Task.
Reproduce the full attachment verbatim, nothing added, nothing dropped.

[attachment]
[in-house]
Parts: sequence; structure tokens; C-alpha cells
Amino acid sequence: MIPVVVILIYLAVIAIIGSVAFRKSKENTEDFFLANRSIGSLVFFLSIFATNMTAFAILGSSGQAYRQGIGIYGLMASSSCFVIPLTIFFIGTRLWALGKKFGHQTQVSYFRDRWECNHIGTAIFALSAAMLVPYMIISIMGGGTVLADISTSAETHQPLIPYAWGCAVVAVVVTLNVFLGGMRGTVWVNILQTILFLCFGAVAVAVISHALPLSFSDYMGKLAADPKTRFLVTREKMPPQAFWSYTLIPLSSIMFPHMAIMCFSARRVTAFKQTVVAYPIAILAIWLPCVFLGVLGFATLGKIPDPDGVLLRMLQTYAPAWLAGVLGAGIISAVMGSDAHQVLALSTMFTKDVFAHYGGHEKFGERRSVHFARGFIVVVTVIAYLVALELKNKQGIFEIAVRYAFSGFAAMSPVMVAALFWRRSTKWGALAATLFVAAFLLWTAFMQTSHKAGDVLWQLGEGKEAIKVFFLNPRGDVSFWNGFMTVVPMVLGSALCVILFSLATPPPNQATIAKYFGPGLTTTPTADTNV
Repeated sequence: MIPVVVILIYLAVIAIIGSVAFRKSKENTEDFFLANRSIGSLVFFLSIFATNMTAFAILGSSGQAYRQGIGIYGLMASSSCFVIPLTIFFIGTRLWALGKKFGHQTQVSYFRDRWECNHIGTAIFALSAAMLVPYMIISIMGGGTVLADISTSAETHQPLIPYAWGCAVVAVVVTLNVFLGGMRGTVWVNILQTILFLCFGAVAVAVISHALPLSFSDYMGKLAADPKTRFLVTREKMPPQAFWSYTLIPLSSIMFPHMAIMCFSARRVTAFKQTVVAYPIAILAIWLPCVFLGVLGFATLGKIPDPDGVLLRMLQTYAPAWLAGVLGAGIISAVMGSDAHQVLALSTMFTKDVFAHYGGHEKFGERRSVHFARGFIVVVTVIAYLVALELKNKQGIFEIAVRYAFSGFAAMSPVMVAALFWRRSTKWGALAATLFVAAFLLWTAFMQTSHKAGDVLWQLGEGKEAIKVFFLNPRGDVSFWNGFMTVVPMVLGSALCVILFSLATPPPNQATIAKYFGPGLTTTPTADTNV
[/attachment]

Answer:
[in-house]
Parts: sequence; structure tokens; C-alpha cells
Amino acid sequence: MIPVVVILIYLAVIAIIGSVAFRKSKENTEDFFLANRSIGSLVFFLSIFATNMTAFAILGSSGQAYRQGIGIYGLMASSSCFVIPLTIFFIGTRLWALGKKFGHQTQVSYFRDRWECNHIGTAIFALSAAMLVPYMIISIMGGGTVLADISTSAETHQPLIPYAWGCAVVAVVVTLNVFLGGMRGTVWVNILQTILFLCFGAVAVAVISHALPLSFSDYMGKLAADPKTRFLVTREKMPPQAFWSYTLIPLSSIMFPHMAIMCFSARRVTAFKQTVVAYPIAILAIWLPCVFLGVLGFATLGKIPDPDGVLLRMLQTYAPAWLAGVLGAGIISAVMGSDAHQVLALSTMFTKDVFAHYGGHEKFGERRSVHFARGFIVVVTVIAYLVALELKNKQGIFEIAVRYAFSGFAAMSPVMVAALFWRRSTKWGALAATLFVAAFLLWTAFMQTSHKAGDVLWQLGEGKEAIKVFFLNPRGDVSFWNGFMTVVPMVLGSALCVILFSLATPPPNQATIAKYFGPGLTTTPTADTNV
Repeated sequence: MIPVVVILIYLAVIAIIGSVAFRKSKENTEDFFLANRSIGSLVFFLSIFATNMTAFAILGSSGQAYRQGIGIYGLMASSSCFVIPLTIFFIGTRLWALGKKFGHQTQVSYFRDRWECNHIGTAIFALSAAMLVPYMIISIMGGGTVLADISTSAETHQPLIPYAWGCAVVAVVVTLNVFLGGMRGTVWVNILQTILFLCFGAVAVAVISHALPLSFSDYMGKLAADPKTRFLVTREKMPPQAFWSYTLIPLSSIMFPHMAIMCFSARRVTAFKQTVVAYPIAILAIWLPCVFLGVLGFATLGKIPDPDGVLLRMLQTYAPAWLAGVLGAGIISAVMGSDAHQVLALSTMFTKDVFAHYGGHEKFGERRSVHFARGFIVVVTVIAYLVALELKNKQGIFEIAVRYAFSGFAAMSPVMVAALFWRRSTKWGALAATLFVAAFLLWTAFMQTSHKAGDVLWQLGEGKEAIKVFFLNPRGDVSFWNGFMTVVPMVLGSALCVILFSLATPPPNQATIAKYFGPGLTTTPTADTNV